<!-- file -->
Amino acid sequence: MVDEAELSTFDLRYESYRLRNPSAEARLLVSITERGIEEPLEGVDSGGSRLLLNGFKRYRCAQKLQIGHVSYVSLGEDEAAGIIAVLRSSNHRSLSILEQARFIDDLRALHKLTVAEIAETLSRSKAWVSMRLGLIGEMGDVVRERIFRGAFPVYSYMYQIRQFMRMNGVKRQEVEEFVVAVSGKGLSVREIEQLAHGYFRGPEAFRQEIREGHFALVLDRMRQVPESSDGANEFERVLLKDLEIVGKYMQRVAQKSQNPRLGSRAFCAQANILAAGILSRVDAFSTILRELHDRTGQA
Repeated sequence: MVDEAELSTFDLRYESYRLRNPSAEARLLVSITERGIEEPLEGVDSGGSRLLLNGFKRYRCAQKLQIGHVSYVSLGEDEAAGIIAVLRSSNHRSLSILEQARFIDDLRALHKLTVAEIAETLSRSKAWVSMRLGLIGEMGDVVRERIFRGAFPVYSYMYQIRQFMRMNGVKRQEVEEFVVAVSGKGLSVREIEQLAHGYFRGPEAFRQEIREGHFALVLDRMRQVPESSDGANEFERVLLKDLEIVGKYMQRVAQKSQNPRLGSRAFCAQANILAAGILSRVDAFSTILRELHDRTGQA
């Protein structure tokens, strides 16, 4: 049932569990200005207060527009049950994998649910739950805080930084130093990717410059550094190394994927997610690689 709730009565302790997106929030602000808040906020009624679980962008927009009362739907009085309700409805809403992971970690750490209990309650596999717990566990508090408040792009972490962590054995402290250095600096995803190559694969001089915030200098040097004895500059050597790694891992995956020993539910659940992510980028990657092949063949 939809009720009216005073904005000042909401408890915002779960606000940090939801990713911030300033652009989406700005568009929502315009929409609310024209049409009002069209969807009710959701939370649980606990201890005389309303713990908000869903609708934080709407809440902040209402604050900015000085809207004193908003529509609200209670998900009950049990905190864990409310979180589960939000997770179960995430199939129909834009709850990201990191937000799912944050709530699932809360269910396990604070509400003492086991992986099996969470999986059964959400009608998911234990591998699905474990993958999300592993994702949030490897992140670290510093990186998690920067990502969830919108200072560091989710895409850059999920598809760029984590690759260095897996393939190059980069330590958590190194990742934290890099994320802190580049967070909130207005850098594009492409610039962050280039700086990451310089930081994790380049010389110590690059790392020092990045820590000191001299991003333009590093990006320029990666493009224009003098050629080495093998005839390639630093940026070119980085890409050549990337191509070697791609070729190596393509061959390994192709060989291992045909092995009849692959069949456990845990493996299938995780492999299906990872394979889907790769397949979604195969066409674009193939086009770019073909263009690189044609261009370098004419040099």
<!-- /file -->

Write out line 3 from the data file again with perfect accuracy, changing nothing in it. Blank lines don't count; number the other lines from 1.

């Protein structure tokens, strides 16, 4: 049932569990200005207060527009049950994998649910739950805080930084130093990717410059550094190394994927997610690689 709730009565302790997106929030602000808040906020009624679980962008927009009362739907009085309700409805809403992971970690750490209990309650596999717990566990508090408040792009972490962590054995402290250095600096995803190559694969001089915030200098040097004895500059050597790694891992995956020993539910659940992510980028990657092949063949 939809009720009216005073904005000042909401408890915002779960606000940090939801990713911030300033652009989406700005568009929502315009929409609310024209049409009002069209969807009710959701939370649980606990201890005389309303713990908000869903609708934080709407809440902040209402604050900015000085809207004193908003529509609200209670998900009950049990905190864990409310979180589960939000997770179960995430199939129909834009709850990201990191937000799912944050709530699932809360269910396990604070509400003492086991992986099996969470999986059964959400009608998911234990591998699905474990993958999300592993994702949030490897992140670290510093990186998690920067990502969830919108200072560091989710895409850059999920598809760029984590690759260095897996393939190059980069330590958590190194990742934290890099994320802190580049967070909130207005850098594009492409610039962050280039700086990451310089930081994790380049010389110590690059790392020092990045820590000191001299991003333009590093990006320029990666493009224009003098050629080495093998005839390639630093940026070119980085890409050549990337191509070697791609070729190596393509061959390994192709060989291992045909092995009849692959069949456990845990493996299938995780492999299906990872394979889907790769397949979604195969066409674009193939086009770019073909263009690189044609261009370098004419040099």